Garland’s driving layup gave No. 13 seed La Salle a 76-74 win over No. 12 seed Ole Miss, a loss that may mean that we have seen the last of Marshall Henderson, the country’s most entertaining and polarizing college basketball player, at the collegiate level.
It begs the question: why didn’t Henderson get one last look?
Garland’s shot went in with 2.5 seconds left on the clock. Ole Miss head coach Andy Kennedy had a timeout left. He has a guy on his team in Henderson that has done things like this before. I understand the coaching theory that not calling a timeout will keep you from having to go up against a set defense, and usually I agree with it.
But 2.5 seconds left is not enough time to get anything better than a prayer without setting up a play. And that’s exactly what Ole Miss ended up with — a shot fired up from beyond half court. Hindsight is 20-20, but I think it was a pretty obvious move to make at the time, as well.
It’s pointless to argue now, but it does make you wonder: did that play a role in what happened after the game, when he flipped off the crowd leaving the court?:
I asked Marshall Henderson why he flipped off the crowd: “someone yelled that my sister is a whore and said something about cocaine.”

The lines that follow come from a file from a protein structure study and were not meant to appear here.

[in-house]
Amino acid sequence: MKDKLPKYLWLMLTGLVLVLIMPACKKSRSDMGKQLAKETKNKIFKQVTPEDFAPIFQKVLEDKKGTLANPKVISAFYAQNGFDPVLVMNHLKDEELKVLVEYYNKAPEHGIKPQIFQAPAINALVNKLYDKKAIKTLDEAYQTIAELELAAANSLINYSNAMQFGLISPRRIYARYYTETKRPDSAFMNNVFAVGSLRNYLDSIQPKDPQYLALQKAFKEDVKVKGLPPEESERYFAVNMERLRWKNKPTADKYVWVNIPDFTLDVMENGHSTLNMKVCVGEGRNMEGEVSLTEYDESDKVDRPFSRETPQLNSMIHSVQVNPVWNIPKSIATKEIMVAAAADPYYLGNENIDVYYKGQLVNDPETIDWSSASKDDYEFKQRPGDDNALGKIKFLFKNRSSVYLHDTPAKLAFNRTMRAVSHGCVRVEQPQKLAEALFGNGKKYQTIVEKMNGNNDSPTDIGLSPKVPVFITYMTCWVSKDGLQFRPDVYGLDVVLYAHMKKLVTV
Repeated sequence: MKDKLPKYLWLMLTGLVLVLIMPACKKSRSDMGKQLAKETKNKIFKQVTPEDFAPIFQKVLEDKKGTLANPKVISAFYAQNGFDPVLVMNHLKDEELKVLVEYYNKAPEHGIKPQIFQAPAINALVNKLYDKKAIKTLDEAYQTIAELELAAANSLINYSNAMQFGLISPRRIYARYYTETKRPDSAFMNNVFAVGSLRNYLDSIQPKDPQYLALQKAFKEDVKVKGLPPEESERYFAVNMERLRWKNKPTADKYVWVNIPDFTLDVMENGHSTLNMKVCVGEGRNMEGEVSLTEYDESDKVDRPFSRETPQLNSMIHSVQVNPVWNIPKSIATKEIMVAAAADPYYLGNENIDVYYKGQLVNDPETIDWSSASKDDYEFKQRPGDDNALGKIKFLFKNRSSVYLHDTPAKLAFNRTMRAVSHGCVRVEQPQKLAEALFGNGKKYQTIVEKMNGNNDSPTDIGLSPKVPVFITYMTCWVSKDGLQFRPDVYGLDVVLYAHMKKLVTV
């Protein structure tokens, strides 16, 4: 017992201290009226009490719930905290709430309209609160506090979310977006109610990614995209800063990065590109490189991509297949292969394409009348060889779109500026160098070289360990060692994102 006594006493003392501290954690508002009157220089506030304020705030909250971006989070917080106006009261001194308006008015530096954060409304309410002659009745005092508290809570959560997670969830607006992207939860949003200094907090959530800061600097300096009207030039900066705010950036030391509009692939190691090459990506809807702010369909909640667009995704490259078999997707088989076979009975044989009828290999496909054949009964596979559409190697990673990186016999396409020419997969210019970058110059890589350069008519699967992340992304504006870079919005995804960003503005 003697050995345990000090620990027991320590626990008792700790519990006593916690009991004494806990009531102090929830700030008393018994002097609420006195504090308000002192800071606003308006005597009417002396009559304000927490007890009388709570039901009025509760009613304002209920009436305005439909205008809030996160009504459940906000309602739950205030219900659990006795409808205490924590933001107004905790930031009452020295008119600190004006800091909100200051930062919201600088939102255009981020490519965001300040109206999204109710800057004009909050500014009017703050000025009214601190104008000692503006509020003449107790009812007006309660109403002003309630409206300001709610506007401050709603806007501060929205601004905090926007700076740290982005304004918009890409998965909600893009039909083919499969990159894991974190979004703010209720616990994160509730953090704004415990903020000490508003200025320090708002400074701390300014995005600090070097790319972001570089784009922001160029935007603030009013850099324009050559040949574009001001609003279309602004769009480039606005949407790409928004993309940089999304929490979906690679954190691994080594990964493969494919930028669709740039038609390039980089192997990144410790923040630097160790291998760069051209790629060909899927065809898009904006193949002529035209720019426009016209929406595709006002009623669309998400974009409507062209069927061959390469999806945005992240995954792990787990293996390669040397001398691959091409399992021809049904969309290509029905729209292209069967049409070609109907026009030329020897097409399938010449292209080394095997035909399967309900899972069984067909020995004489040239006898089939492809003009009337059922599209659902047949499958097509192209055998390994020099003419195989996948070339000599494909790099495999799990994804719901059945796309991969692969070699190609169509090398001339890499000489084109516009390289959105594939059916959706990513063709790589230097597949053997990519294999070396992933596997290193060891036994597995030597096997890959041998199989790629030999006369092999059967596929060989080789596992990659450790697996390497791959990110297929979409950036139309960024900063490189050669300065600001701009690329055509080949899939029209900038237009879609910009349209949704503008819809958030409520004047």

The 6-foot-3 guard averaged 10.3 points per game, while shooting 42 percent from three, as a freshman. He, along with Malcolm Hill and Michael Thorne Jr., is one of three returning players who averaged double figures last season.
This could prove to be a make-or-break year for John Groce, who enters his fifth season at the helm. He guided the Illini to an NCAA Tournament in his first season, but hasn’t been back since.
The key for the Illini is health. Abrams gives them experience and leadership, but it won’t be a surprise if there’s some rust in his game after spending the past two seasons on the sideline. Having a healthy Coleman-Lands will help stabilize the backcourt, while Hill, an all-conference caliber forward, and Thorne anchor the frontcourt.
Like Alkins, Jones was a sought-after scorer. The 6-foot-4 two-guard was rated No. 69 overall in the Class of 2016 by Rivals. He picked Indiana over offers from Cal, Cincinnati, Georgetown and more than a dozen other high-major programs.
Jeter, the 6-foot-10, played in a reserve role as a freshman, averaging 1.9 points and 1.9 rebounds per game last season. He will be part of a loaded frontline that includes heralded freshmen Harry Giles and Marques Bolden, as well as redshirt senior Amile Jefferson, who returns to the lineup following a foot injury.